Boanerges

I knew a Boanerges once.  He was a young man who worked with my mother in the company mailroom in Brasilia, in the 1970’s; a handsome, likeable young man who, if childhood memory serves me well (which it rarely does), caused a bit of a stir among the missionary community on account of some extracurricular activities with some of the missionary daughters.  But that’s another story.

What I more immediately associate with Boanerges is overalls.

Before my mother left on a trip back to the USA Boanerges asked her if she could bring an American “macacão” back for him.  What he had in mind was a pair of denim overalls, of the stereotypical American farmer variety, difficult to obtain in Brazil and hence an object of desire.  What my mother understood, however, was a monkey suit, of the car mechanic variety, and which she dutifully brought back for him.  There was disappointment, overall.

Boanerges.  I’ve never met another one, though it is a perfectly good Biblical name and has a nice ring to it too, a certain I-don’t-know-what.  It is a name thought up by Jesus himself so you’d expect it to be a bit more popular among those groups who like things Jesus thought up.  Why aren’t there dozens of Boanerges-es running around in the playground of the local Christian school?

In the Gospel of Mark, chapter 3, Jesus gives the name Boanerges as a nickname to two of his disciples, James and John:   He appointed twelve that they might be with him and that he might send them out to preach and to have authority to drive out demons. These are the twelve he appointed: Simon (to whom he gave the name Peter), James son of Zebedee and his brother John (to them he gave the name Boanerges, which means “sons of thunder”)…

Actually, it means nothing of the sort.  At least, there is no etymological connection between the word “boanerges” and “sons of thunder” in any of the languages associated with the biblical text – Hebrew, Aramaic, Greek, or Latin.  So either Jesus is making up a word, or the writer of the Gospel of Mark is making up a story.  (The closest we can get is a tenuous Greek / Latin connection meaning Busy Lowing – like oxen – or They Act Like Oxen.) Never mind; in essence, whether it be Sons of Thunder or They Act Like Oxen, James and John were remembered among their friends as fellows who had a lot of bark and maybe not so much bite.  A lot of noise, not much action.  Think Elvis: A little less conversation, a little more action, please.

And we see this trait emerging clearly in the Gospels.  In Luke chapter 9 Jesus and Co. have been denied hospitality by a Samaritan village.  James and John helpfully offer to call down fire and brimstone from heaven as retribution.  As if.  And in all of the synoptics (Matthew 20, Mark 10, Luke 22) the boys are again found stirring the pot, causing a kerfuffle among the disciples, when they preemptively come to Jesus and ask him to secure for them the two best places of honour in his coming Kingdom: Let one of us sit at your right and the other at your left in your glory, they ask him.  This, needless to say,  did not go over very well with the other ten disciples when they found out.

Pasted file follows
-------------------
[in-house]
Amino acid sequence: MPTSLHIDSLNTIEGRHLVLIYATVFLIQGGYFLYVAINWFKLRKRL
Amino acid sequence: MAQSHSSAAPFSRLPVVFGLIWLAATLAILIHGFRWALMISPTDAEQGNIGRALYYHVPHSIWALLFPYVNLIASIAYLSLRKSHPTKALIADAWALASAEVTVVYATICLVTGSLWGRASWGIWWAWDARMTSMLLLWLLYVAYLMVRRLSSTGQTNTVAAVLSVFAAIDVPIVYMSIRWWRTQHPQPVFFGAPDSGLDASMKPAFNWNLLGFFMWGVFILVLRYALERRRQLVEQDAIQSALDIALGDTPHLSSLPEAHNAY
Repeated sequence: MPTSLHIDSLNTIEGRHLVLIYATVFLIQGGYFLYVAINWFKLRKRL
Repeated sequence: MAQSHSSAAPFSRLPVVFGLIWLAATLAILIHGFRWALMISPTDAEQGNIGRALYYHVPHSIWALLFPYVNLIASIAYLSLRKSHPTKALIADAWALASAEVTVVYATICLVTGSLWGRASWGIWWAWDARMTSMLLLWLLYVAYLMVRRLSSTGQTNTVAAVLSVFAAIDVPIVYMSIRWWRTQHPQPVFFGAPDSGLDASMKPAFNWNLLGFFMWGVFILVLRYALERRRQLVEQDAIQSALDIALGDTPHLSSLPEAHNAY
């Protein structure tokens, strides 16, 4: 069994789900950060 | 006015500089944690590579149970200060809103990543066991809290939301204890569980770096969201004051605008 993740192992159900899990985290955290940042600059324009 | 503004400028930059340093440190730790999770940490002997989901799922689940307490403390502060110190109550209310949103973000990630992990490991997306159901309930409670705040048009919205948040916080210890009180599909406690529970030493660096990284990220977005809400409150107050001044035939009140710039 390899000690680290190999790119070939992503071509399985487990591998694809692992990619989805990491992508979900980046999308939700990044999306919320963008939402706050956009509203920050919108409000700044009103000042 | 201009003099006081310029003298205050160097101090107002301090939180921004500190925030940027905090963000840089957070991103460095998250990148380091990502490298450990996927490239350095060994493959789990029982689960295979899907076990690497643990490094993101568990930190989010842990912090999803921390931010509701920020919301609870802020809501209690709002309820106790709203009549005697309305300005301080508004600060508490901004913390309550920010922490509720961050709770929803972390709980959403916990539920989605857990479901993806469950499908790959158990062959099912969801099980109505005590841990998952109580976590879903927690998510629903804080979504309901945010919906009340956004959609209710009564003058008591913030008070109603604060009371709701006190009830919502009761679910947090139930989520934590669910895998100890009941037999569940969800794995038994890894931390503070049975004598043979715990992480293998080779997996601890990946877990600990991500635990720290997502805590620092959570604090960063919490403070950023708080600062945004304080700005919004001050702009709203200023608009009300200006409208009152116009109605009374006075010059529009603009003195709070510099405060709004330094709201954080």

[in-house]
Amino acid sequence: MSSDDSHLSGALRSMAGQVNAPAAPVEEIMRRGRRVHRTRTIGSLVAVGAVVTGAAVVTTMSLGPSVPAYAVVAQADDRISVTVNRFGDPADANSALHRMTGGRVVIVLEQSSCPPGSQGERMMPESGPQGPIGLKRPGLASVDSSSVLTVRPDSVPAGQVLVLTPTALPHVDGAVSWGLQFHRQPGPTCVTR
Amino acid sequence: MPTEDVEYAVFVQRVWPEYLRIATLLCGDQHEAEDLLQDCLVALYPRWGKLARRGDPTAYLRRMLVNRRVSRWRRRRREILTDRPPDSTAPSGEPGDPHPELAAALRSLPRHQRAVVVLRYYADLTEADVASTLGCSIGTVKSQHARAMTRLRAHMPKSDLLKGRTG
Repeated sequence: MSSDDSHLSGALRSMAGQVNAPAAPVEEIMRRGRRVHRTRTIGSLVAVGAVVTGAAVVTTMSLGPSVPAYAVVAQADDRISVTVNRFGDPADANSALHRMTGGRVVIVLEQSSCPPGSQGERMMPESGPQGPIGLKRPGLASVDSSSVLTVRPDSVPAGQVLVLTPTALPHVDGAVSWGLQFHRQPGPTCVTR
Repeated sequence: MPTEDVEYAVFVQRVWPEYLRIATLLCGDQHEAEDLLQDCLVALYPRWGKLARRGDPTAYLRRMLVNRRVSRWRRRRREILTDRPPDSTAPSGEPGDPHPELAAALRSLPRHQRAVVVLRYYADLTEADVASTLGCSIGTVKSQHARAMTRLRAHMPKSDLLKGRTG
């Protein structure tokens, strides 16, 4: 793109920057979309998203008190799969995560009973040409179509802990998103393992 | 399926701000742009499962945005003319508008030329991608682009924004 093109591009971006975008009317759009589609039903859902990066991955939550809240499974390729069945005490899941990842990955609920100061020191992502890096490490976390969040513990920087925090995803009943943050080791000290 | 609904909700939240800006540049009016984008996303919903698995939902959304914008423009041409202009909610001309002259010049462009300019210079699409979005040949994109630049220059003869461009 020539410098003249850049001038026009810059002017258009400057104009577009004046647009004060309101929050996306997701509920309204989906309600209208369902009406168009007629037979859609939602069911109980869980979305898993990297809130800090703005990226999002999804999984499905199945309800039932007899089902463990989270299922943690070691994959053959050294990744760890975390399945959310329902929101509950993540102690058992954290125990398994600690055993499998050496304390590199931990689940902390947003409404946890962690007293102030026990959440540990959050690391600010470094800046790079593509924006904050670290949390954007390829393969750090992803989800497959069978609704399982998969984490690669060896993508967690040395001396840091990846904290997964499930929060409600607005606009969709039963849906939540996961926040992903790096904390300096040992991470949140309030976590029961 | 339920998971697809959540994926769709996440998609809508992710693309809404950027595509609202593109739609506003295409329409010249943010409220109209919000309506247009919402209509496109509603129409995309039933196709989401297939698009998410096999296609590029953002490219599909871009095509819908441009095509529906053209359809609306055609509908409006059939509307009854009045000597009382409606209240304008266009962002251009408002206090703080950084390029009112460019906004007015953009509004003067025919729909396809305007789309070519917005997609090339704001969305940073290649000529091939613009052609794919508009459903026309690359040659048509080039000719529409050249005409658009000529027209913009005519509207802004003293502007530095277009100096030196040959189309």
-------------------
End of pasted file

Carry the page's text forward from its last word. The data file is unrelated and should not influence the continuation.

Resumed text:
We all know the type.  They are in every group of the faithful.  The ones who believe they are so intelligent or so advanced in the faith that the normal rules of humility, service and preferring others need not apply to them.  Why bother with the inconvenience of other people’s needs or opinions when they know their own to hold sway?  At church council meetings they might as well set up mirrors in front of the other members because, really, they are just talking to themselves and listening to themselves and the vote is going to go their way anyway.

It is a testament to the strength of grace that both these loud-mouthed, impulsive, brash men, these Sons of Thunder, in spite of their obvious character faults, found enduring places of honour in the Christian tradition.

James was the first of the Twelve to be martyred, executed by sword by king Herod Agrippa.  Did his fierce personality contribute to his early demise?  Who knows.    Legend has it that his bones made their way to a final resting place in the small Spanish town which bears his name, Santiago de Compostela, which remains to this day the most popular destination among Western Christian pilgrims, making their annual journey along the Way of St. James.

And John, the other Son of Thunder, had a completely different end.  He is believed to have penned the beloved Gospel and to have died of old age, in peace, exiled to a Greek island.  His thunder eventually lost its sharp and menacing crack, replaced instead with a mighty and distant rumble, a vision of Christ both mysterious and lofty.

Gentle reader, bear with those idiots in your church.  Bear with the obnoxious, the arrogant, the proud, the know-it-alls.  Yes, you see right through their bluff and bluster; you see them for what they really are, and so does God.

But God sees them for what they might well be, some day.

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